The editorial in today's Halifax Chronicle Herald calls upon the government to include political parties within the protections of privacy laws. While it's a good idea, I can't see this happening ... it would require the politicians to agree that their hands should be tied.
PROTECTING PRIVACY: Challenges growing | The Chronicle HeraldPROTECTING Canadians’ privacy in a digital universe is a growing challenge.
Just how big that challenge has become was reflected in recent stories that underline the different ways Canadians’ personal information is not as secure as it should be.
The outcry after Immigration Minister Jason Kenney’s MP office emailed thousands of Canadians on Sept. 14, to boast about government efforts to protect gay refugees, focused on a simple question: How did the politician get those addresses?
Turns out Mr. Kenney’s office captured email addresses from letters that had been automatically sent to him whenever someone had signed a 2011 online petition protesting the deportation of a gay artist from Nicaragua.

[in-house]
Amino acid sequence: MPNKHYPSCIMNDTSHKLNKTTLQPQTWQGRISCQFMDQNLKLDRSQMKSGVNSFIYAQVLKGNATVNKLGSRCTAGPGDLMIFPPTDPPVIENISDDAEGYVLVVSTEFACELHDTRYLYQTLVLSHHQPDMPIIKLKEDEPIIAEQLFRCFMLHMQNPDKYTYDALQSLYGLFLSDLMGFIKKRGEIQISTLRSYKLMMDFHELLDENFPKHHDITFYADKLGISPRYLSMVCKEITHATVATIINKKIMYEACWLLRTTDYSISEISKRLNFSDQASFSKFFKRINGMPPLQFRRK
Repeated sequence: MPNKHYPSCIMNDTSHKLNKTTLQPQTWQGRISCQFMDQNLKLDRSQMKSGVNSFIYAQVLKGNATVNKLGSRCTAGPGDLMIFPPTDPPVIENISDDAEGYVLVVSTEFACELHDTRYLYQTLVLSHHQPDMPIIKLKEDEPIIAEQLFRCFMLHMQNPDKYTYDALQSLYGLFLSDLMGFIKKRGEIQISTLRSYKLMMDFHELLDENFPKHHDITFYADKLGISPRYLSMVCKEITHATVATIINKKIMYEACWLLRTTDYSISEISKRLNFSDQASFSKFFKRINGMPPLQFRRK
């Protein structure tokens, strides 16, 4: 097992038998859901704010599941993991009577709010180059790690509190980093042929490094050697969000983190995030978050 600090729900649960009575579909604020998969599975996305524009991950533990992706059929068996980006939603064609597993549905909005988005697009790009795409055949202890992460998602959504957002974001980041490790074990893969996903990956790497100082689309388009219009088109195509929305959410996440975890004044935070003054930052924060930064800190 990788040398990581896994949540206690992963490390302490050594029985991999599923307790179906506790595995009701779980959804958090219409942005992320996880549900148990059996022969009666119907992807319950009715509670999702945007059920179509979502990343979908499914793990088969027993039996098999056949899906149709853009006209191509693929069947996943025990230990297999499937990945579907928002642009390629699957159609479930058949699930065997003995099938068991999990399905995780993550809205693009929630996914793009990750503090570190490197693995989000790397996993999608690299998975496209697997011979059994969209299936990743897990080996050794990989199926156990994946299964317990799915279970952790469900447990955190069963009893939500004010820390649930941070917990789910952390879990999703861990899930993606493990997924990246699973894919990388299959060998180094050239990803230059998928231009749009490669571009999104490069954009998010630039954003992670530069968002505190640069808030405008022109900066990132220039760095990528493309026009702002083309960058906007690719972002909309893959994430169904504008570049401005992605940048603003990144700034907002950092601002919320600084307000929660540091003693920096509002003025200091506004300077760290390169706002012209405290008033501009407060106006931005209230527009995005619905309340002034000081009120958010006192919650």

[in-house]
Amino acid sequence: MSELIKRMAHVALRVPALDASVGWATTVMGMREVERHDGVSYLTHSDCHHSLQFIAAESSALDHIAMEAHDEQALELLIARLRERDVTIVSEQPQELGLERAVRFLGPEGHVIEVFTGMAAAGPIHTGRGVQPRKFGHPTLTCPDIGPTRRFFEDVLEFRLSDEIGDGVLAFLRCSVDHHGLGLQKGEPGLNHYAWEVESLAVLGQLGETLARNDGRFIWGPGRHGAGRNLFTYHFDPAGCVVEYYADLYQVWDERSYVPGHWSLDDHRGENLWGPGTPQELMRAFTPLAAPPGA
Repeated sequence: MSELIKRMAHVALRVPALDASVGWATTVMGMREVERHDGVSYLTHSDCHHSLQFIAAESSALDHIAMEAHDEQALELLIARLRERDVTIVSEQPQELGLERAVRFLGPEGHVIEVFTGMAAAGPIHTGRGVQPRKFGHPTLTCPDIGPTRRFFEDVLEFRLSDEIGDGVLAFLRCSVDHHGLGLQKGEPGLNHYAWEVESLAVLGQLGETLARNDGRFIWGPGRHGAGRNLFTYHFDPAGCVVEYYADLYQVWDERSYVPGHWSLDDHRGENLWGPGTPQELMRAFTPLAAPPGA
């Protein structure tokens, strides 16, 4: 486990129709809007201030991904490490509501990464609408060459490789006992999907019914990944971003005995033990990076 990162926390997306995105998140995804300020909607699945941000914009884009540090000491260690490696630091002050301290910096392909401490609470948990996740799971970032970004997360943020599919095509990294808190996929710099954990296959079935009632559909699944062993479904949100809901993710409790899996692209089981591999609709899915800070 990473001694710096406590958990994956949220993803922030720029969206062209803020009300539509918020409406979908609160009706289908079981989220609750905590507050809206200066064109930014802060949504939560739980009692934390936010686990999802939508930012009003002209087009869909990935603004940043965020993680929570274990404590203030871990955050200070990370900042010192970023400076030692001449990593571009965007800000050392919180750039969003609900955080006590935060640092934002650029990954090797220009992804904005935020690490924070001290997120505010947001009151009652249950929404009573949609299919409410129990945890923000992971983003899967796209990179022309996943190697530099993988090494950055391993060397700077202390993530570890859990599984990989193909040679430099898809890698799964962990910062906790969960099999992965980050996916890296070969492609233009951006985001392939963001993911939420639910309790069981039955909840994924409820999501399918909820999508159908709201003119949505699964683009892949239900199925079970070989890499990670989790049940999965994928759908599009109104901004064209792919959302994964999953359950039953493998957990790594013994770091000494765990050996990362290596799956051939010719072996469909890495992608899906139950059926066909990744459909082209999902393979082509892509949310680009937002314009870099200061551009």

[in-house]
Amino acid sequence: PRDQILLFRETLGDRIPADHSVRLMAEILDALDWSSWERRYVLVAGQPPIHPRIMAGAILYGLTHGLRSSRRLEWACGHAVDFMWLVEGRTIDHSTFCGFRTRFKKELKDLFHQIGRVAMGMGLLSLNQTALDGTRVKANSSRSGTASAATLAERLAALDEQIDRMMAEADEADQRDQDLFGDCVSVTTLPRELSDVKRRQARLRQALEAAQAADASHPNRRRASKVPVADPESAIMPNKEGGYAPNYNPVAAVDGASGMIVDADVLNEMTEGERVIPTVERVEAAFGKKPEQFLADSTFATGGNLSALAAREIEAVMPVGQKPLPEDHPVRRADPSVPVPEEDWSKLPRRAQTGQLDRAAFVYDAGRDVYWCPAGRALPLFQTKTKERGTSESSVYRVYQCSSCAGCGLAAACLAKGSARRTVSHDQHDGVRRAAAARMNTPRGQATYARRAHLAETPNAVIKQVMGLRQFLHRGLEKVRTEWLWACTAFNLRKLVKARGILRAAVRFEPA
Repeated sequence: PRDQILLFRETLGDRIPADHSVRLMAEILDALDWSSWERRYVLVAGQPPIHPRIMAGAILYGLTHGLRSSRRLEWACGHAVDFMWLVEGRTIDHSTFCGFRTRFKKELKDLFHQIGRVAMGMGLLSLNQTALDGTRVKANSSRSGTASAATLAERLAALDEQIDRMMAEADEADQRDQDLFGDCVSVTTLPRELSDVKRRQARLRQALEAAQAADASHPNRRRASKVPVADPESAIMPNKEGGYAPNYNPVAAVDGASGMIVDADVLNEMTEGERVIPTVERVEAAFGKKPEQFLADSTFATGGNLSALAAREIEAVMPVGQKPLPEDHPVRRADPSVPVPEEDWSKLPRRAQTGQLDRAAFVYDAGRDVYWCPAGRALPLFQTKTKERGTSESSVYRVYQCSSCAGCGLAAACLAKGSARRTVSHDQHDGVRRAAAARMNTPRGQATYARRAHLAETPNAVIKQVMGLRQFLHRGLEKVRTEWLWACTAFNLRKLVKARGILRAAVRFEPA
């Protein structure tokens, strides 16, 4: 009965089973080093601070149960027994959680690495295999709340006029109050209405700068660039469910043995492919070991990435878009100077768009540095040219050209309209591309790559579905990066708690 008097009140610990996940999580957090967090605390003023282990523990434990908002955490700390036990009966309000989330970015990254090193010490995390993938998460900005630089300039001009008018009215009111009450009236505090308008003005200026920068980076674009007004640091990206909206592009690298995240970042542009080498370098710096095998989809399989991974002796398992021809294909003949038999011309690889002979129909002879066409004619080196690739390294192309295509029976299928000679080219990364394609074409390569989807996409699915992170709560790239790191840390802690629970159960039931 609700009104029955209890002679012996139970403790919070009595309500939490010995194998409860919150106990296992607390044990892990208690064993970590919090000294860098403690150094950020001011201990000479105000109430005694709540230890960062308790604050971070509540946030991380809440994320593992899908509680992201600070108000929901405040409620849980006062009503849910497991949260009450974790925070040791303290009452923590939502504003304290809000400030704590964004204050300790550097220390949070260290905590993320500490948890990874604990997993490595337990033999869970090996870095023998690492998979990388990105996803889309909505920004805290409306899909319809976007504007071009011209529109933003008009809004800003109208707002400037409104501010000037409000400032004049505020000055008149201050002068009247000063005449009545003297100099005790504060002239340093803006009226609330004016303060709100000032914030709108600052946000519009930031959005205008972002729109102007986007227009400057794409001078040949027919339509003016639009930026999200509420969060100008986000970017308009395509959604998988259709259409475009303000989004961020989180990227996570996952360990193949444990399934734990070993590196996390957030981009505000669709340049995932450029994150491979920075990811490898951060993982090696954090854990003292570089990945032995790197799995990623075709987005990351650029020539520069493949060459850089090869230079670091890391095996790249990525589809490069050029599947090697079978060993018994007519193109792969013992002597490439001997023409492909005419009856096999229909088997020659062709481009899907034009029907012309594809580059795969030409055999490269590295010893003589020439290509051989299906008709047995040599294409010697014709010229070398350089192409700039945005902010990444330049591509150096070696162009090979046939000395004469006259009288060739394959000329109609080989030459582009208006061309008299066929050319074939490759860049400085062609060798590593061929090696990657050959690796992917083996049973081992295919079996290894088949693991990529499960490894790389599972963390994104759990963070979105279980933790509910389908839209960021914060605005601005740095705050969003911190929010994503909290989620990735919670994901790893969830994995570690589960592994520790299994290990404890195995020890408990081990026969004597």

Despite the widespread concern over what had happened, however, federal privacy commissioner Jennifer Stoddart’s office last week said that, based on what was known, they lacked jurisdiction.
Which points to an ongoing, glaring weakness in Canada’s laws protecting personal information. Though they collect vast amounts of personal data about voters, political parties in Canada are not, for the most part, bound by federal privacy legislation.
A study commissioned by Ms. Stoddart’s office and released last March found that Canada was one of just a few democratic countries lacking such protection. A poll done for the privacy commissioner’s office two years ago showed 92 per cent of Canadians wanted privacy laws to also cover political parties.
Earlier this month, Elections Canada’s chief electoral officer, Marc Mayrand, said the agency, in the wake of the robocalls scandal last spring, was examining possible regulations to control the huge databanks on voters held by political parties. It’s unclear, however, how comprehensive such regulations could be.
Meanwhile, Ms. Stoddart last week also issued a warning to 11 large commercial websites in Canada that were sharing consumers’ personal data without permission.
It’s time the federal government put enough “teeth” in Canada’s privacy laws to make offenders respect their “bite” — and it’s past time the privacy commissioner was given the power to bring political parties to heel, too.